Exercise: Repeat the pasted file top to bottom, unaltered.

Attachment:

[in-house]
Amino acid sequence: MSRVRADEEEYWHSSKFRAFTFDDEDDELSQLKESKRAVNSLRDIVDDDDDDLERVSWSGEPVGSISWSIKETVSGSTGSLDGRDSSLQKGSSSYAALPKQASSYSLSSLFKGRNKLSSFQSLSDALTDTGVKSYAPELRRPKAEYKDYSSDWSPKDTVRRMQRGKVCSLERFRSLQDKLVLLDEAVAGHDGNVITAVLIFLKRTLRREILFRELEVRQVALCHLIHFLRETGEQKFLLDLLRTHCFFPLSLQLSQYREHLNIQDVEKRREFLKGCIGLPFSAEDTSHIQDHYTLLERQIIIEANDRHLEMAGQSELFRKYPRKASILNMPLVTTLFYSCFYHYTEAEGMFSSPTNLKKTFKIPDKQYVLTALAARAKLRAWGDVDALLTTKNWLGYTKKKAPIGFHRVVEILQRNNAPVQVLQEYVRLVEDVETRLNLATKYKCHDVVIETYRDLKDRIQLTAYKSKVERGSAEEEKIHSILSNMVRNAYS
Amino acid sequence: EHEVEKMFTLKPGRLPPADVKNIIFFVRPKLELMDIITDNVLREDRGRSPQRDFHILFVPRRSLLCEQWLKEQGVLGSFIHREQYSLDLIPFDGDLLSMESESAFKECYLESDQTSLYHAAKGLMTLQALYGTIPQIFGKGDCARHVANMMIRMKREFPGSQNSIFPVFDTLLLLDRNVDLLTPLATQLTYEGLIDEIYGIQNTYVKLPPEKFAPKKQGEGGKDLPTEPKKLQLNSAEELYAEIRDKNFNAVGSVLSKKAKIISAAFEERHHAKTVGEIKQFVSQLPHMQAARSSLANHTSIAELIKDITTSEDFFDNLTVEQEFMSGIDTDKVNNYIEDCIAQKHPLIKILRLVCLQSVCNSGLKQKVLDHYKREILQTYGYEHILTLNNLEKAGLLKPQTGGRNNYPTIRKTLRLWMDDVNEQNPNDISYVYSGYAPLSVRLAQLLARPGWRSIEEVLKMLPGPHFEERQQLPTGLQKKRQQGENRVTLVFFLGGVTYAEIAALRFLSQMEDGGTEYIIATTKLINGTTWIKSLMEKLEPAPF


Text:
[in-house]
Amino acid sequence: MSRVRADEEEYWHSSKFRAFTFDDEDDELSQLKESKRAVNSLRDIVDDDDDDLERVSWSGEPVGSISWSIKETVSGSTGSLDGRDSSLQKGSSSYAALPKQASSYSLSSLFKGRNKLSSFQSLSDALTDTGVKSYAPELRRPKAEYKDYSSDWSPKDTVRRMQRGKVCSLERFRSLQDKLVLLDEAVAGHDGNVITAVLIFLKRTLRREILFRELEVRQVALCHLIHFLRETGEQKFLLDLLRTHCFFPLSLQLSQYREHLNIQDVEKRREFLKGCIGLPFSAEDTSHIQDHYTLLERQIIIEANDRHLEMAGQSELFRKYPRKASILNMPLVTTLFYSCFYHYTEAEGMFSSPTNLKKTFKIPDKQYVLTALAARAKLRAWGDVDALLTTKNWLGYTKKKAPIGFHRVVEILQRNNAPVQVLQEYVRLVEDVETRLNLATKYKCHDVVIETYRDLKDRIQLTAYKSKVERGSAEEEKIHSILSNMVRNAYS
Amino acid sequence: EHEVEKMFTLKPGRLPPADVKNIIFFVRPKLELMDIITDNVLREDRGRSPQRDFHILFVPRRSLLCEQWLKEQGVLGSFIHREQYSLDLIPFDGDLLSMESESAFKECYLESDQTSLYHAAKGLMTLQALYGTIPQIFGKGDCARHVANMMIRMKREFPGSQNSIFPVFDTLLLLDRNVDLLTPLATQLTYEGLIDEIYGIQNTYVKLPPEKFAPKKQGEGGKDLPTEPKKLQLNSAEELYAEIRDKNFNAVGSVLSKKAKIISAAFEERHHAKTVGEIKQFVSQLPHMQAARSSLANHTSIAELIKDITTSEDFFDNLTVEQEFMSGIDTDKVNNYIEDCIAQKHPLIKILRLVCLQSVCNSGLKQKVLDHYKREILQTYGYEHILTLNNLEKAGLLKPQTGGRNNYPTIRKTLRLWMDDVNEQNPNDISYVYSGYAPLSVRLAQLLARPGWRSIEEVLKMLPGPHFEERQQLPTGLQKKRQQGENRVTLVFFLGGVTYAEIAALRFLSQMEDGGTEYIIATTKLINGTTWIKSLMEKLEPAPF